A shop keeper asked whether I'm from India. When he received an affirmation, hew wanted to know what was up since the bearded man has already been caught. Was he talking about Bhatkal? But this was a name he was not familiar with, since apparently, Bhatkal had many names. He didn't know name as Bhatkal had many names. He said "Often people from India or Uttar Pradesh in particular, Pakistan and Bangladesh come here. They tell us that guests have come to teach our children in the madarsa or to deliver a lecture in the mosque."
He also tconfirmed that there had been a Unani hospital opposite the mosque which was shut down recently. Collecting all my courage, I went towards it. It was cement concrete house away from the main road. Two primary school children were doing headstands, leaning against the wall in the front hall.
As I approached one child shouted and a person in his 40’s, wearing a lungi came out. He had applied henna (mehendi) on his head and a half-shaved-beard. Was this a Unani hospital? He came out on to the door steps and said no.
So, where was it, we asked. “I don’t know”, he replied angrily. As I walked back to the main road, he stood outside, watching.
Over the next three days, I visited various parts of city, met different people, but most of them were afraid to talk on the record. Even journalists seemed reluctant to speak on record.
And at least one staffer in the local FM radio channel said that local police 'killed' their reports as baseless. He said, "After sometime, we dropped the issue."
Pokhara Deputy Superintendent of police Rajesh Nath Bastola, challenged the authenticity of our reports. “We got our information on the subject from local and national newspapers, he declared. "We read that one Indian national who was wanted in India was residing here. But there is no record as Indian citizens don't require any visa or any paper work to enter Nepal, he added."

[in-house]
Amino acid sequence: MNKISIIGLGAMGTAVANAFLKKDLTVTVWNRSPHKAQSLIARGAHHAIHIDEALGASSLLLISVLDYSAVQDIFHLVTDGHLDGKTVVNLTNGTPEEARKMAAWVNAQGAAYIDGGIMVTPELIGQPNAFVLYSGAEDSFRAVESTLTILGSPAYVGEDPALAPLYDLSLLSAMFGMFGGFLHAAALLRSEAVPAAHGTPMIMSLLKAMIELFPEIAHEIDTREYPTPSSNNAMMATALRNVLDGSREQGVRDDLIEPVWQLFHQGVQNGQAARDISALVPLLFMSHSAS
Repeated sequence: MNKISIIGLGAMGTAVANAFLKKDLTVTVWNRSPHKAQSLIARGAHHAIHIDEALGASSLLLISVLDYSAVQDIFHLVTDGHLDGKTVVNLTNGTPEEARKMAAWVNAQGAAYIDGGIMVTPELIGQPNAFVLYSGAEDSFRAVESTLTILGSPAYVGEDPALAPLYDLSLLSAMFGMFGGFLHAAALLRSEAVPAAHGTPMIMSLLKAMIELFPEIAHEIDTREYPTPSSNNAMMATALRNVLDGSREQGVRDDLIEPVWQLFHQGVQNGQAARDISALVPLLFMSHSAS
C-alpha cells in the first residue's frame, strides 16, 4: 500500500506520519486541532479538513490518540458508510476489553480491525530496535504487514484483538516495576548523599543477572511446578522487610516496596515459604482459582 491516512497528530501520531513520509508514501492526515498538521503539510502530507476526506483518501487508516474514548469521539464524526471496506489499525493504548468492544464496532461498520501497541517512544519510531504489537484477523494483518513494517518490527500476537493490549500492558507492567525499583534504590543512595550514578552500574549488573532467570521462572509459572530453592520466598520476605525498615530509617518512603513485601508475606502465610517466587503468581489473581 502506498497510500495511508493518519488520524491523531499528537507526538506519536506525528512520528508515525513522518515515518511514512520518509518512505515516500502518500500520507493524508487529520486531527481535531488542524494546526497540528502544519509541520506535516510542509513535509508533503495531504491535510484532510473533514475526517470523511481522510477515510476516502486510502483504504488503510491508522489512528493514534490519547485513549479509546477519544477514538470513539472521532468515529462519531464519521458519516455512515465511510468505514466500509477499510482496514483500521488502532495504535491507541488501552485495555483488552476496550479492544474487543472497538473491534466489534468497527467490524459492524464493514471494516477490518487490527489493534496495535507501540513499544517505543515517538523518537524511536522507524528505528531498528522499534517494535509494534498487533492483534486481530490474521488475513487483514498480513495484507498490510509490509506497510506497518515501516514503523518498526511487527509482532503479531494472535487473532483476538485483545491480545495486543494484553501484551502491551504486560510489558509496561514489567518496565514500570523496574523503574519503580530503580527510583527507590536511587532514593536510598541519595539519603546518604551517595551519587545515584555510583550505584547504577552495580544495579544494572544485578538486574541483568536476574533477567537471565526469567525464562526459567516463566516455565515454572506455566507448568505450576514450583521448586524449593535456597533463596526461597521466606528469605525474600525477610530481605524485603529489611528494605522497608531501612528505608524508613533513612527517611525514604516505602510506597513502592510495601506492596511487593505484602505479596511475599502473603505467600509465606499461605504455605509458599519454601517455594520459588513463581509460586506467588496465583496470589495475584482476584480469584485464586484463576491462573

Bhatkal was on the radar of several agencies for long time. However, he was smart enough to remain in stealth mode. However, one day, there was a money transfer from Nepal SBI to one of the wives of Bhatkal which raised the suspicions of the investigating agencies. But not enough for anything to be done because such transactions are common.
A break through came about when Lashkar-e-Taiba bomb expert Abdul Karim, also known as Tunda, was arrested at Raxaul on the Nepal border reportedly by the Bihar police. The story making the rounds of the Mumbai police is that he deliberately left Pakistan to come to Nepal, after hearing about the fine treatment afforded to terrorists in prison! It is probably a joke.
According to officials, it was Tunda who gave out some obscure link about Bhatkal to Intelligence services. And so the National Investigation agency concentrated their focus on Bhatkal in Nepal.
Before the actual arrest, Bhatkal was under super surveillance of the local police and Indian agencies. He was caught in Pokhara town by the Nepal police, NIA and Indian embassy security. After his confession, he was taken to the border in a secret operation and under tight security. It was only at Ruxaul that his arrest was announced. Questions put to the Indian Embassy in Kathmandu about Bhatkal are met with a bland request to write them an email – which is then not answered.
In fact, there are some questions that it is better not to ask!